CreateMachine() may be used to register a new virtual machine or container with machined, creating a scope unit for it. This takes as arguments: a machine name chosen by the registrar, an optional UUID as 32 byte array, a string that identifies the service that registers the machine, a class string, the PID of the leader process of the machine, an optional root directory of the container, and an array of additional properties to use for the scope registration. The virtual machine name must be suitable as a file name, and hence not contain any slashes, nor be the empty string, nor single/double full stops. Only 7 Bit ASCII is permitted. The UUID is passed as 32 byte array, or if no suitable UUID is available an empty array (zero length) or zeroed out array shall be passed. The UUID should identify the virtual machine/container uniquely, and should ideally be the same one as /etc/machine-id in the VM/container is initialized from, if that's possible. The service string can be free-form, but it is recommended to parse a short lowercase identifier like "systemd-nspawn", "libvirt-lxc" or suchlike. The class string should be either "container" or "vm" indicating whether the machine to register is of the respective class. The leader PID should be the host PID of the init process of the container, or the encapsulating process of the VM. If the root directory of the container is known and available in the host's hierarchy, it should be passed, otherwise use the empty string. Finally, the scope properties are passed as array in the same way as PID1's StartTransientUnit() accepts it. This method call will internally register a transient scope unit for the calling client (utilizing the passed scope_properties), and move the leader PID into it. The call returns an object path for the registered machine object, implementing the org.freedesktop.machine1.Machine interface (see below). Also see the New Countrol Group Interfaces for details about scope units, and how to alter resource control settings on the created machine at runtime.

RegisterMachine() is similar to CreateMachine(), however only registers a machine, but does not create a scope unit for it. The caller's unit will be registered instead. This call is only recommended to be used for container or VM managers that are run multiple times, one instance for each container/VM they manage, and are invoked as system services.

CreateMachineWithNetwork() and RegisterMachineWithNetwork() are similar to CreateMachine() and RegisterMachine() but take an extra argument: an array of network interface indexes that point towards the virtual machine or container. The interface indexes should reference one or more network interfaces on the host that can be used to communicate with the guest. Commonly the passed interface index refers to the host side of a "veth" link (in case of containers), or a "tun"/"tap" link (in case of VMs) or the host side of a bridge interface that bridges access to the VM/container interfaces. Specifying this information is useful to enable support for link-local IPv6 communication to the machines, since the scope field of sockaddr_in6 can be initialized by the specified ifindex. nss-mymachines makes use of this information.

KillMachine() sends a UNIX signal to the machine's processes. It takes a machine name (as originally passed to CreateMachine() or returned by ListMachines()). An identifier what precisely to send the signal to being either "leader" or "all", plus a numeric UNIX signal integer.

TerminateMachine() terminates a virtual machine, killing its processes. It takes a machine name as argument.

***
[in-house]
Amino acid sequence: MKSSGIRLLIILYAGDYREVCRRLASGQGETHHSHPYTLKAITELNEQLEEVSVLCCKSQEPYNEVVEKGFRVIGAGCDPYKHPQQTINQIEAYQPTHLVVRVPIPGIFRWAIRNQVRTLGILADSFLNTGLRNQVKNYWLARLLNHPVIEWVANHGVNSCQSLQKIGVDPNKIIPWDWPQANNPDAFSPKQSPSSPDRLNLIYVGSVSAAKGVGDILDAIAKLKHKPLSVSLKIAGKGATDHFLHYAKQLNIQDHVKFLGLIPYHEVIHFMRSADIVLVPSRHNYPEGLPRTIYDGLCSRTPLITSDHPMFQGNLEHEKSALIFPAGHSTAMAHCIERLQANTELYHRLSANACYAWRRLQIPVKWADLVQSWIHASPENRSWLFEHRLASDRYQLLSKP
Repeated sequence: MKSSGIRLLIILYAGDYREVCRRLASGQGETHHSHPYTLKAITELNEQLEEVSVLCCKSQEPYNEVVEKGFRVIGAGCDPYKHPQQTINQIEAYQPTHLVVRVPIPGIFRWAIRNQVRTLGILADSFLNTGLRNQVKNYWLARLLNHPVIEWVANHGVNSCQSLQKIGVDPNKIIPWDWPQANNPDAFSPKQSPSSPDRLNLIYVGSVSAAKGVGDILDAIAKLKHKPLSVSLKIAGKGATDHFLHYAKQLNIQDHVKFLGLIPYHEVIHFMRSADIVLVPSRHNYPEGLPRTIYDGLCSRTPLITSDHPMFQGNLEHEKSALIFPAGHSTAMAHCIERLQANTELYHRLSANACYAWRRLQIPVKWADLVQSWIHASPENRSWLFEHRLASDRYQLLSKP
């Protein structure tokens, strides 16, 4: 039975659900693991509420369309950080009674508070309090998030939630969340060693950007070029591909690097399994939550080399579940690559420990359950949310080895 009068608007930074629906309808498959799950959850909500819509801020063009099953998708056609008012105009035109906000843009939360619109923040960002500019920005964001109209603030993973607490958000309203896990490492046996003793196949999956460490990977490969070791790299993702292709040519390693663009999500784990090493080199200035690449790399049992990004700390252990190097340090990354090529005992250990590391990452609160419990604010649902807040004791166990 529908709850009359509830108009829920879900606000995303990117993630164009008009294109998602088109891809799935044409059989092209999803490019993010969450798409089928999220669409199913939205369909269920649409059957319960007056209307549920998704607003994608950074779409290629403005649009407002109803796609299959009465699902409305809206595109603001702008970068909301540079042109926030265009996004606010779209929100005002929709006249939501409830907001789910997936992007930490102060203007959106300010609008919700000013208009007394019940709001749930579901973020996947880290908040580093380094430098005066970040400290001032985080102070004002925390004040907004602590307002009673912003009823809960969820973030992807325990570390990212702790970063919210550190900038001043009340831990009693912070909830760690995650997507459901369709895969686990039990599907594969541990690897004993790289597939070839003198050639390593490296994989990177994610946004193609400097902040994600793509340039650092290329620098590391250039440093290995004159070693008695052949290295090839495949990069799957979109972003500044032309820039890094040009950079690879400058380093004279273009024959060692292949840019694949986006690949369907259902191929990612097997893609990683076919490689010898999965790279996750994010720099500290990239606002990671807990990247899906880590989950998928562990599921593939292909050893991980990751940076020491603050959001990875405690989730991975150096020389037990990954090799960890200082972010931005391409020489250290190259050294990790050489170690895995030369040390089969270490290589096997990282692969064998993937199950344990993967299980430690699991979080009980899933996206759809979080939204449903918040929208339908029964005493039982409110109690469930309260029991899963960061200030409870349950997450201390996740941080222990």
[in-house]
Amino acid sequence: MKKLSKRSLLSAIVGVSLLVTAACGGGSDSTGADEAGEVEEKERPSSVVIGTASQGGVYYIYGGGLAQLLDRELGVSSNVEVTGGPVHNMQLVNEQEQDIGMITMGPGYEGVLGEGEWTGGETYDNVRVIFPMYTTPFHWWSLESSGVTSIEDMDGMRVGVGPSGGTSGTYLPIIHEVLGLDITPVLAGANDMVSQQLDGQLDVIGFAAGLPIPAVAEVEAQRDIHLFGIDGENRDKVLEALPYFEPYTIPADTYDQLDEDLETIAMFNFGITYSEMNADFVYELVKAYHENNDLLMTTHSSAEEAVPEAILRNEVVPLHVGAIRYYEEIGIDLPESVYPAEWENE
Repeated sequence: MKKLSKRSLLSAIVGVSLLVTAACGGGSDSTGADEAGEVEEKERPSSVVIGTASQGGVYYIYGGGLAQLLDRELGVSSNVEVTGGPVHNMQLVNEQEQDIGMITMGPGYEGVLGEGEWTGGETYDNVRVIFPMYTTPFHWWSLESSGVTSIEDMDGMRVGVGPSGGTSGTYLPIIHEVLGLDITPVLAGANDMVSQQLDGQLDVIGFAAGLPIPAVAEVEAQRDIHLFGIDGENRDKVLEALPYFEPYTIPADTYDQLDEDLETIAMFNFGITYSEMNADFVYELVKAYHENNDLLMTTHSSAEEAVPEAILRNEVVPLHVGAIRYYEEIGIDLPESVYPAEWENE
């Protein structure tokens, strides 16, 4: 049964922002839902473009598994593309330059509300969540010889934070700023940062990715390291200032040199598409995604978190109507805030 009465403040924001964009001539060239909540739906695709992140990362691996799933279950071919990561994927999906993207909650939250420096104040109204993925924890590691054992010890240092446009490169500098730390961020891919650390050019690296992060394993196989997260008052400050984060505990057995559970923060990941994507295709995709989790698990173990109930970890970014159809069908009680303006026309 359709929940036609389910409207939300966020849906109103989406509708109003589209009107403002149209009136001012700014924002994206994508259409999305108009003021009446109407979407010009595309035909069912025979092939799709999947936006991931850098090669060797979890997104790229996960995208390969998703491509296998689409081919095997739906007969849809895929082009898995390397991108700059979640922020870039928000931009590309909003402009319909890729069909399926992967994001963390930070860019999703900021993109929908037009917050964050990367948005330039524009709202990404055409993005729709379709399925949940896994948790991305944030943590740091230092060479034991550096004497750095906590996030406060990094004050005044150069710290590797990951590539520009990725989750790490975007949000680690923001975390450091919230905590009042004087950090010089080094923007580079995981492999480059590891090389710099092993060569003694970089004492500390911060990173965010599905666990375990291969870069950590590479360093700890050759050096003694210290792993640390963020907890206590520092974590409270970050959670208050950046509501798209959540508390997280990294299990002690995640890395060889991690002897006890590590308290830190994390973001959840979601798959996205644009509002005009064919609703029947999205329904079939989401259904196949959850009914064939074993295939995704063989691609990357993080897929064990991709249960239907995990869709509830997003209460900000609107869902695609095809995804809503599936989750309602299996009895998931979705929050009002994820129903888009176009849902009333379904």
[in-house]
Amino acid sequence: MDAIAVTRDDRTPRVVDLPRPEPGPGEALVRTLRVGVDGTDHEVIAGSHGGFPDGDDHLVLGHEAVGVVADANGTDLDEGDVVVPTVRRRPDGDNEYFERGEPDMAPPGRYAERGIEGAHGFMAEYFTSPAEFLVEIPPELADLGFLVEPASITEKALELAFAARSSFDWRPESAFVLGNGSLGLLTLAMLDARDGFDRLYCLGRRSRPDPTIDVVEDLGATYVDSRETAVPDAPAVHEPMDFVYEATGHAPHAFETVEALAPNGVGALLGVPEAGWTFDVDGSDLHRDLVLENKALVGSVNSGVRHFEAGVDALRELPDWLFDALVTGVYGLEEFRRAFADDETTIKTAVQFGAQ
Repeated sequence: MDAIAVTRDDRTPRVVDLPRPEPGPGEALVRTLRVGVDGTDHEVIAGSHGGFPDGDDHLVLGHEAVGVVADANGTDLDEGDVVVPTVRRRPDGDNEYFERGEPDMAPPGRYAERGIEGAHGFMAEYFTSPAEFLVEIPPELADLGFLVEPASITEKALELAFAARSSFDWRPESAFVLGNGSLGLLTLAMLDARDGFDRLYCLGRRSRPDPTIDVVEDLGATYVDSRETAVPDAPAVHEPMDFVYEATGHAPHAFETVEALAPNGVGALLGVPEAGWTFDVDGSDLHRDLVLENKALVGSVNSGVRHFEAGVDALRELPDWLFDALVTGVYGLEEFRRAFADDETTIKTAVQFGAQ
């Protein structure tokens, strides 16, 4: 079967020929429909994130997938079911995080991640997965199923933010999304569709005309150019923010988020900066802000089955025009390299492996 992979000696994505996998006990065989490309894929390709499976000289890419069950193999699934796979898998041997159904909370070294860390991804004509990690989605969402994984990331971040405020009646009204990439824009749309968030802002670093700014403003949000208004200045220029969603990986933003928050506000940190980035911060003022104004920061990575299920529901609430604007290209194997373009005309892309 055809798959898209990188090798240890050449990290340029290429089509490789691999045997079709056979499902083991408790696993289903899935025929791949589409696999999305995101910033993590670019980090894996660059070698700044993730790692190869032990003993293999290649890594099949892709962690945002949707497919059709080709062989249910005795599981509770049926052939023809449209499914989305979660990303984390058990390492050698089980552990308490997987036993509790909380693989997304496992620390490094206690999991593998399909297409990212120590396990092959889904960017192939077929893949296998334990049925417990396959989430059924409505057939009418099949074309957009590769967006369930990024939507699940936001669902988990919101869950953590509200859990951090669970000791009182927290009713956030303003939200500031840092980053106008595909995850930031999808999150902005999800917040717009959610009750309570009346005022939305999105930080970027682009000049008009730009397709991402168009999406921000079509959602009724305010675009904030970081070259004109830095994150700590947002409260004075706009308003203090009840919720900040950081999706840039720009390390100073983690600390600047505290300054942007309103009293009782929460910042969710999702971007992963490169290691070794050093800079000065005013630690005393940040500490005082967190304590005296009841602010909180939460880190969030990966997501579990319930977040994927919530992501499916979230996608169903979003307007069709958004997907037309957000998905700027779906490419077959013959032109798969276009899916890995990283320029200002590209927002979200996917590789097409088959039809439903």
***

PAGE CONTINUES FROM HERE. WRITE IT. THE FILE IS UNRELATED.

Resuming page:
GetMachineAddresses() retrieves the IP addresses of a container. This call returns an array of pairs consisting of an address family specfier (AF_INET or AF_INET6) and a byte array containing the addresses. This is only supported for containers that make use of network namespacing.

GetMachineOSRelease() retrieves the OS release information of a container. This call returns an array of key value pairs read from /usr/lib/os-release from the container, and useful to identify the operating system used in a container. See os-release(5) for details.

Signals

MachineNew and MachineRemoved are sent whenever a new machine is registered or removed. These signals carry the machine name plus the object path to the org.freedesktop.machine1.Machine interface (see below).

Machine Objects

node /org/freedesktop/machine1/machine/fedora_2dtree {
  interface org.freedesktop.machine1.Machine {
    methods:
      Terminate();
      Kill(in  s who,
           in  s signal);
      GetAddresses(out a(iay) addresses);
      GetOSRelease(out a{ss} fields);
    signals:
    properties:
      readonly s Name = 'fedora-tree';
      readonly ay Id = [0x00, 0x00, 0x00, 0x00, 0x00, 0x00, 0x00, 0x00, 0x00, 0x00, 0x00, 0x00, 0x00, 0x00, 0x00, 0x00];
      readonly t Timestamp = 1374193370484284;
      readonly t TimestampMonotonic = 128247251308;
      readonly s Service = 'nspawn';
      readonly s Unit = 'machine-fedora\\x2dtree.scope';
      readonly u Leader = 30046;
      readonly s Class = 'container';
      readonly s RootDirectory = '/home/lennart/fedora-tree';
      readonly ai NetworkInterfaces = [7];
      readonly s State = 'running';
  };
  interface org.freedesktop.DBus.Properties {
  };
  interface org.freedesktop.DBus.Peer {
  };
  interface org.freedesktop.DBus.Introspectable {
  };
};

Methods

Terminate() and Kill() terminate/kill the machine, and take the same arguments as TerminateMachine() and KillMachine() on the Manager interface.

GetAddresses() and GetOSRelease() get IP address and OS release information from the machine, and take the same arguments as GetMachineAddresses() and GetMachineOSRelease() of the Manager interface, described above.

Properties

Name is the machine name, as it was passed in during registration with CreateMachine() on the manager object.

Id is the machine UUID.

Timestamp and TimestampMonotonic are the realtime and monotonic timestamps when the virtual machines where created.

Service contains a short string identifying the registering service, as passed in during registration of the machine.

Unit is the systemd scope or service unit name for the machine.

Leader is the PID of the leader process of the machine.

Class is the class of the machine and either the string "vm" (for real VMs based on virtualized hardware) or "container" (for light-weight userspace virtualization sharing the same kernel as the host).

RootDirectory is the root directory of the container if that is known and applicable, or the empty string.

NetworkInterfaces contains an array of network interface indexes that point towards the container or VM or the host. For details about this information see the description of CreateMachineWithNetwork() above.

State is the state of the machine, and one of "opening", "running", "closing". Note that the state machine is not considered part of the API and states might be removed or added without this being considered API breakage.


These D-Bus interfaces follow the usual interface versioning guidelines.